“Analysts were saying if Amazon could get distribution closer to their customers, they would be unstoppable,” Sheahan said.

Sheahan said leaders should embrace change, not resist it. He added that change is slow, until it’s not. Companies that get behind the eight ball, often find it hard to catch up.

“Resisting change that has already happened is like drinking poison and hoping someone else dies,” Sheahan said.

He added that it’s not the companies that transform, it’s the leaders. The ability for title professionals to drive growth is a psychological journey first and a strategic one second. To stay ahead of the curve, Sheahan shared a quote from Wayne Gretzky that shares a similar message. The hockey great said, “The key to winning is skating first to where the puck will be next.” Business success is similar. Companies want to go where the greatest profits will be—but by the time many get there, the “puck” has moved on.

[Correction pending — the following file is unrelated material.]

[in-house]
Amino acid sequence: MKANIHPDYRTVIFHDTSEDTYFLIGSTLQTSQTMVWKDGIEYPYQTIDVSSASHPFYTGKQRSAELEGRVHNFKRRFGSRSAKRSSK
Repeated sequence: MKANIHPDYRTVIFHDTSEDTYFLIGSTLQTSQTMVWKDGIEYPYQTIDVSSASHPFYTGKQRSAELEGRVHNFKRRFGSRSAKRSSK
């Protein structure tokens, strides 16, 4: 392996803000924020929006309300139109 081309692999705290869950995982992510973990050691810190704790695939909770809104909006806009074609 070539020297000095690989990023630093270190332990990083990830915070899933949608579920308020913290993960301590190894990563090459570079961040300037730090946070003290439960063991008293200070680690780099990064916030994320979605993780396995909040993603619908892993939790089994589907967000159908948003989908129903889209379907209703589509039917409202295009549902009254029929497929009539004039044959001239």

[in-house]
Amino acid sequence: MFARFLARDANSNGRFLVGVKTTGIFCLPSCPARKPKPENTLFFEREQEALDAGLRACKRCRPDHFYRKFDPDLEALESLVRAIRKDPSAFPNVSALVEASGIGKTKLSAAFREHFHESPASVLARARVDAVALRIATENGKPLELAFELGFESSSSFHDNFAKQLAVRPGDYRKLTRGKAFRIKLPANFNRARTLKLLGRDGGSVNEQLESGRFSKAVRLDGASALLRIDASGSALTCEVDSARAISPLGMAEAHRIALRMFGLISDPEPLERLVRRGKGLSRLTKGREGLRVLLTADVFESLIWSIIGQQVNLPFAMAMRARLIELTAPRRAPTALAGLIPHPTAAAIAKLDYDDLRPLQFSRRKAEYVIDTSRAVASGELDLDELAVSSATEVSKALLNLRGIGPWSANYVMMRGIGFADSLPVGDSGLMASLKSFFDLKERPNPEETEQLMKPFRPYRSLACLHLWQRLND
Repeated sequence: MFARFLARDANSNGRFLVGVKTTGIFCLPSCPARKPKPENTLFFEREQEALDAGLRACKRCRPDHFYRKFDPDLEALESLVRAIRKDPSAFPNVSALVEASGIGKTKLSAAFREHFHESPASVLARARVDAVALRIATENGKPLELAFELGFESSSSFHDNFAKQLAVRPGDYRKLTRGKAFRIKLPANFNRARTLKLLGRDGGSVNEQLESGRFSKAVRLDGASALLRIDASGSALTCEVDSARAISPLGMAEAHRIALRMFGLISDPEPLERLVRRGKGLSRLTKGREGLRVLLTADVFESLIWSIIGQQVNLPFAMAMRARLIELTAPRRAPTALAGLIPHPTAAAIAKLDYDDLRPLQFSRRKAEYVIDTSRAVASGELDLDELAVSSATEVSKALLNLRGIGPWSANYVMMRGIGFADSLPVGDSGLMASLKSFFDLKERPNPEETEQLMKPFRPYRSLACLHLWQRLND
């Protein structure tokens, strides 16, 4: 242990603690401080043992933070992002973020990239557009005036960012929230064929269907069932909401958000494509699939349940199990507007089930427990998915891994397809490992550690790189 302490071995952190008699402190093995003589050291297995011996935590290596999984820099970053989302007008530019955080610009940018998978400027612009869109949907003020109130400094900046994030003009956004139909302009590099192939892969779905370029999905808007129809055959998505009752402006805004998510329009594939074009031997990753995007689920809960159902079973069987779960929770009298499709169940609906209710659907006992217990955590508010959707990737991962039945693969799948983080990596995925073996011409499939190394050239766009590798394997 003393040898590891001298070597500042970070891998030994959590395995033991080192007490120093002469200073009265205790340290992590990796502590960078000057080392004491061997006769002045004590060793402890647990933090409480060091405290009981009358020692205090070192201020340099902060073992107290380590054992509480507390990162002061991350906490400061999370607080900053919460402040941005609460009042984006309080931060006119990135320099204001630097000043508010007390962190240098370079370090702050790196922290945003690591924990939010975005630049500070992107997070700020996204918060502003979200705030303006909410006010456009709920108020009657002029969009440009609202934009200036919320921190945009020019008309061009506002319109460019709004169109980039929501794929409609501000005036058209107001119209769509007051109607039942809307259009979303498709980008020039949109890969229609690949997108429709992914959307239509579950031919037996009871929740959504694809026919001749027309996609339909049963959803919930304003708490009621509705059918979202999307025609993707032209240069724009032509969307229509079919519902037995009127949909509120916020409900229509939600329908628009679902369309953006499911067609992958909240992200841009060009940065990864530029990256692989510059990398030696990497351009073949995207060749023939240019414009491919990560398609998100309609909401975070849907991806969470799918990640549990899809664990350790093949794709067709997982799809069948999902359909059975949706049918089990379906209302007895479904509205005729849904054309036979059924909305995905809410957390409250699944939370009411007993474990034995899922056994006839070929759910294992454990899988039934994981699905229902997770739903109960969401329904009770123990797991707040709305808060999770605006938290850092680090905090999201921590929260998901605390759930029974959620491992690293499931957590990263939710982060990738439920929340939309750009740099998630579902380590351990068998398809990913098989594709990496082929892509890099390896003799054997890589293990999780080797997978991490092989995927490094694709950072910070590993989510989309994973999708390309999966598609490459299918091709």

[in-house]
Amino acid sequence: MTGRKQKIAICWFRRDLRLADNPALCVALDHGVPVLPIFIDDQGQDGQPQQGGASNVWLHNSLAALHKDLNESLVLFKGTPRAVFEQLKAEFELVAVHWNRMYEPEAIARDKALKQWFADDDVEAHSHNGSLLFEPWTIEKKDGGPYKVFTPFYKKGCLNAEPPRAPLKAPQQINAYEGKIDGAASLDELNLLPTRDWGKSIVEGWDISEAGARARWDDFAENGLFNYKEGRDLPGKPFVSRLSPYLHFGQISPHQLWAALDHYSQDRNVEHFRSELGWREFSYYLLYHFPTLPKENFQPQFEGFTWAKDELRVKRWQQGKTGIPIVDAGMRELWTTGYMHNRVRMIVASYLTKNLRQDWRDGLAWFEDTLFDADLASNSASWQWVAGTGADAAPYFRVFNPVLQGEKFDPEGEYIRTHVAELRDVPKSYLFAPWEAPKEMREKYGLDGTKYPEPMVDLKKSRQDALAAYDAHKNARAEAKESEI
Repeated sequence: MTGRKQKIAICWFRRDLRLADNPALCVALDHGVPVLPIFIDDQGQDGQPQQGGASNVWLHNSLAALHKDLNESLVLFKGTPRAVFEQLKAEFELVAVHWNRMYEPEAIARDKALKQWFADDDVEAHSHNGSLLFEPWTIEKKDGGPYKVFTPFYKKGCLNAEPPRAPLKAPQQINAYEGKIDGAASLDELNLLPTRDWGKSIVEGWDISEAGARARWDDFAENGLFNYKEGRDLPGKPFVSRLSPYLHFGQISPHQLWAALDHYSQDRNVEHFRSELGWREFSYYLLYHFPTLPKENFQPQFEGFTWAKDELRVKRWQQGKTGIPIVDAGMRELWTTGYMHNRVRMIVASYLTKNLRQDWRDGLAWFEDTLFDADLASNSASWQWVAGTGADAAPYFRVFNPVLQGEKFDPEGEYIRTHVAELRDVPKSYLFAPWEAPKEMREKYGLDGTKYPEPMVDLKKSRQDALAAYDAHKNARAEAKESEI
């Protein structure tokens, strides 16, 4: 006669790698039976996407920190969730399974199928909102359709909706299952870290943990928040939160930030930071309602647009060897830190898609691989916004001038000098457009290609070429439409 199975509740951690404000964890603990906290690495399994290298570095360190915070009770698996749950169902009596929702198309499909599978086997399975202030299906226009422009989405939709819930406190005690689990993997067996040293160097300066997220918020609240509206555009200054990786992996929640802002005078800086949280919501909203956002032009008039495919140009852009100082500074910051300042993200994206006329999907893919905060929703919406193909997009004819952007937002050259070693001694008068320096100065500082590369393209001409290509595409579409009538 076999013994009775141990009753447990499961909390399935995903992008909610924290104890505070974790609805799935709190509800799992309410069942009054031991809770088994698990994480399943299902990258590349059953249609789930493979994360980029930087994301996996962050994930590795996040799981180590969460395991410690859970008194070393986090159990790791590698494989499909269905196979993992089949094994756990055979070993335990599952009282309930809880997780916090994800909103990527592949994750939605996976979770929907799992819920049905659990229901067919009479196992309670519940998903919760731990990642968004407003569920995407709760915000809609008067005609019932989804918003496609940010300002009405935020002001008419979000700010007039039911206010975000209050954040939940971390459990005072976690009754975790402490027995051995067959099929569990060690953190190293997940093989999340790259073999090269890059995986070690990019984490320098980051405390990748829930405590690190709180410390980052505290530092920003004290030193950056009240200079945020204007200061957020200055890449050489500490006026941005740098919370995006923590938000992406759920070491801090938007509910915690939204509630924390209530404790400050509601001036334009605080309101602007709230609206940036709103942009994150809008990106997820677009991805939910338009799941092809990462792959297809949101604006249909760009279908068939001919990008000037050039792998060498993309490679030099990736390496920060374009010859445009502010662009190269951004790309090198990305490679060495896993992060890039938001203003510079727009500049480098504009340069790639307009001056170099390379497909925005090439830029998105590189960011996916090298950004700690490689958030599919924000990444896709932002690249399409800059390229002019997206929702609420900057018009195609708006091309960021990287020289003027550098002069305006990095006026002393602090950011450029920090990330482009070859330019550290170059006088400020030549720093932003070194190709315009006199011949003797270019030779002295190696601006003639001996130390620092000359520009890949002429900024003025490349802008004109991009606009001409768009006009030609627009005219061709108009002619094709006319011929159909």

“Companies need to know where their customers are going and how to beat them there,” Sheahan said. “You need to ask what the future of the customer experience will look like. What are the opportunities to take repetitive tasks out of the process. Lead your customers to the future, rather than following them. The best way to protect the industry is to be the driving force of innovation.”

Sheahan said the impact of leadership is the most important driver to success and that performance of a team is a direct reflection of a leader’s behavior.

“If you want to protect your industry, the most important thing to get in alignment is your behavior. Be the change you want to see in the world. Don’t wait on your customers,” he said.